It has always been advised to run in the direction of the wind so that when you return on your run, the wind will be behind you. But as good as this advice is, it is difficult for me to plan this with most of my routes. If you can plan your run with the wind at your back on your return, that may be more comfortable. As I mentioned, when the temperature dips into the 20s, the wind can make it feel much colder.
Less than 20 degrees
Most runners opt out of running when the temperature dips below 20 degrees. I suggest you hit the gym and incorporate some strength training on those frigid days. Winter time is the time to increase your strength training days. When running days need to decrease, it is a good time to build that strong body to help you perform at your best in the spring.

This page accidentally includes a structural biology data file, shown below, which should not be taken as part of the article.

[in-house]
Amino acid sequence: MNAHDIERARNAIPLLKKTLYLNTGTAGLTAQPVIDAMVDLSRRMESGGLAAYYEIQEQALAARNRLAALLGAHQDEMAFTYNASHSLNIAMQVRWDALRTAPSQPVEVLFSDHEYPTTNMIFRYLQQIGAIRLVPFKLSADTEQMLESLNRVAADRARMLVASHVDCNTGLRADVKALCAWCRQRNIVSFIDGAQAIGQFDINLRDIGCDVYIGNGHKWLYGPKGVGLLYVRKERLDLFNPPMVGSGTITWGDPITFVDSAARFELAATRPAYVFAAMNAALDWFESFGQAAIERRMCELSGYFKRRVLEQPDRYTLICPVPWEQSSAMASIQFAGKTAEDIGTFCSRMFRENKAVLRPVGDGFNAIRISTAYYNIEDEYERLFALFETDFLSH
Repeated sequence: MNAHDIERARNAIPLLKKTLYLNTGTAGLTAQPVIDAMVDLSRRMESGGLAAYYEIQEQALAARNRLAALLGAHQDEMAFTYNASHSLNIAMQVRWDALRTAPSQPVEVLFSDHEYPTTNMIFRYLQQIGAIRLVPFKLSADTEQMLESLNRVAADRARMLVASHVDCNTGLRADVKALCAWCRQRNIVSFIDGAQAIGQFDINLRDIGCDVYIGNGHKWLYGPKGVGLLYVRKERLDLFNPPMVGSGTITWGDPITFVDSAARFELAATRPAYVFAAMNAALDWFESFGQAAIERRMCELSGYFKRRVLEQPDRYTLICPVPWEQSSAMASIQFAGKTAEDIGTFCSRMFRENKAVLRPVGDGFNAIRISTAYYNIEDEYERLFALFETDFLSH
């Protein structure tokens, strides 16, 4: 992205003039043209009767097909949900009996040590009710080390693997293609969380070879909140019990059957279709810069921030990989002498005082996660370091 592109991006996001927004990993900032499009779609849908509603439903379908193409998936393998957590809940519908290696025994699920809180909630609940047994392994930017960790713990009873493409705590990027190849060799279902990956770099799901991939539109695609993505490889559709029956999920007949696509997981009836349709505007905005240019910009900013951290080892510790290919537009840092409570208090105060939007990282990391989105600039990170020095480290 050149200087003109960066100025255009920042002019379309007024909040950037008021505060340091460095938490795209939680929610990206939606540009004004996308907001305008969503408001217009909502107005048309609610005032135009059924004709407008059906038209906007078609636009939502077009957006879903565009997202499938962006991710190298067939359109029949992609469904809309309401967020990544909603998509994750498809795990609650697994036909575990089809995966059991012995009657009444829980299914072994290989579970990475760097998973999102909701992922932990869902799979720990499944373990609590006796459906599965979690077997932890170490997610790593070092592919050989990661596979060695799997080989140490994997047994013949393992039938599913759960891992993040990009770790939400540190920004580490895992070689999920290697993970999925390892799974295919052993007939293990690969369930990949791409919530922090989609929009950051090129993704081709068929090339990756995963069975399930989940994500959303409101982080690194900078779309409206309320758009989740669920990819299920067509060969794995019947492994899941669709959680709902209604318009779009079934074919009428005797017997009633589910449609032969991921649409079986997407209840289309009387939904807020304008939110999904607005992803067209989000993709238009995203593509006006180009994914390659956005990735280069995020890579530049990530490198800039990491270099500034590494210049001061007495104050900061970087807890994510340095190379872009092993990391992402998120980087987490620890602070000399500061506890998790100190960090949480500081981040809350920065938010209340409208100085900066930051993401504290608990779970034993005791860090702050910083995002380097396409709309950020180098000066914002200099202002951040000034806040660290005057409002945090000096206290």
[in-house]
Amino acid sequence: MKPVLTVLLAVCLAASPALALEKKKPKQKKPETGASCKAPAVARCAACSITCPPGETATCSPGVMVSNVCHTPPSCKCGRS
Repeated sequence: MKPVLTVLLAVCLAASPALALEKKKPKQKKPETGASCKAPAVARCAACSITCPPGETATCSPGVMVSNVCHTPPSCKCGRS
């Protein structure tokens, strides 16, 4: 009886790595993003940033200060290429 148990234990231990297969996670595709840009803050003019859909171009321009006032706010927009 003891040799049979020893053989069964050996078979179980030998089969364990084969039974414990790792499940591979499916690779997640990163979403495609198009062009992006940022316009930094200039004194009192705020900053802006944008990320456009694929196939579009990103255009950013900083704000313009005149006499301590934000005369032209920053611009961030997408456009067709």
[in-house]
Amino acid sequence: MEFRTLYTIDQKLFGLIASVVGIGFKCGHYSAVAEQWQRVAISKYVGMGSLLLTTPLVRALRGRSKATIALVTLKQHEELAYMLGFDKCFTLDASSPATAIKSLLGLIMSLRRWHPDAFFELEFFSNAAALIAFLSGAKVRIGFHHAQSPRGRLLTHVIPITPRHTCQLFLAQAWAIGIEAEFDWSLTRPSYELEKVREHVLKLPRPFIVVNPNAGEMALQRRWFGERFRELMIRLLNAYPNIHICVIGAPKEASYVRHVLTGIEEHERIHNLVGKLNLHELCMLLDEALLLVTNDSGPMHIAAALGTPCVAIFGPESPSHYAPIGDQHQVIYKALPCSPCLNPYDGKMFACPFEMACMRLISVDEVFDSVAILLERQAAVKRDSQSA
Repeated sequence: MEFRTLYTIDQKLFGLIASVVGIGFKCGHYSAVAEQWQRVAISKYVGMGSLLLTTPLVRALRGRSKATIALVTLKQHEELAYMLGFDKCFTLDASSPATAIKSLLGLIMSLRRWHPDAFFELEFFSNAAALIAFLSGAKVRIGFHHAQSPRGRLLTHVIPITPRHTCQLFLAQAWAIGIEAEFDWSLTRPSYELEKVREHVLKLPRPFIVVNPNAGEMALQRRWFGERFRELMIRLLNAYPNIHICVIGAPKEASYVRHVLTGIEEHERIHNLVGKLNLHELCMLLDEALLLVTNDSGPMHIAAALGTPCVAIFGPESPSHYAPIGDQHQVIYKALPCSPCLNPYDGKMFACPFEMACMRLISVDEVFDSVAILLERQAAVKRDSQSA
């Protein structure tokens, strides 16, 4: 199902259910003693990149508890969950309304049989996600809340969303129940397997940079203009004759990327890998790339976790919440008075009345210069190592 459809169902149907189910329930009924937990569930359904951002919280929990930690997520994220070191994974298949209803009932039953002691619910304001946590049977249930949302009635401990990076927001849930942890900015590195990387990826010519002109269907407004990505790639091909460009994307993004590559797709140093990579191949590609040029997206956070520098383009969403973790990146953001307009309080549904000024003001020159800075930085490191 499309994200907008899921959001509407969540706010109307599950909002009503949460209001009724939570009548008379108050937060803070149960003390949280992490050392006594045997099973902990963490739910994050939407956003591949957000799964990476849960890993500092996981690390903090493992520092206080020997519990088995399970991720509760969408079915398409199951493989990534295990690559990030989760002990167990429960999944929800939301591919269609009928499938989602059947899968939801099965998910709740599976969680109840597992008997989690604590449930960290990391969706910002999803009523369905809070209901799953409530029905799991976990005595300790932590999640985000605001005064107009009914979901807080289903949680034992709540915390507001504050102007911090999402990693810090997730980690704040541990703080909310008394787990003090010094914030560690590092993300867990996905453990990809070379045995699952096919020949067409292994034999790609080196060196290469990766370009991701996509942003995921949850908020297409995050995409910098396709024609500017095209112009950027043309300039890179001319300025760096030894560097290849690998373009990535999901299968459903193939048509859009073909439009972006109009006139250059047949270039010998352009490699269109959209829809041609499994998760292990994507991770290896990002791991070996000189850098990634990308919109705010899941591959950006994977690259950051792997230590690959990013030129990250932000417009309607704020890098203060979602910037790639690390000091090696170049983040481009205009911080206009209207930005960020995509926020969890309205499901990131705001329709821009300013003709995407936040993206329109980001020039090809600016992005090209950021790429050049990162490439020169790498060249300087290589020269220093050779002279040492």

Those of you who want to brave the elements of 20 degrees or below, moisture control and staying warm becomes a bigger challenge, so your middle and outer layers should be well-ventilated and warm. Pick a jacket that is breathable. You’ll also want heavier gloves — your hands are the one layer where you should plan being on the warmer side. If you are like me, your legs get colder, so I wear a windproof layer over my tights, and my tights have a fleece lining.
I use a face and hand protectant such as Dermatone, and that helps keep me warm. I use fleece gloves with a pair of Gore-Tex mittens over those gloves.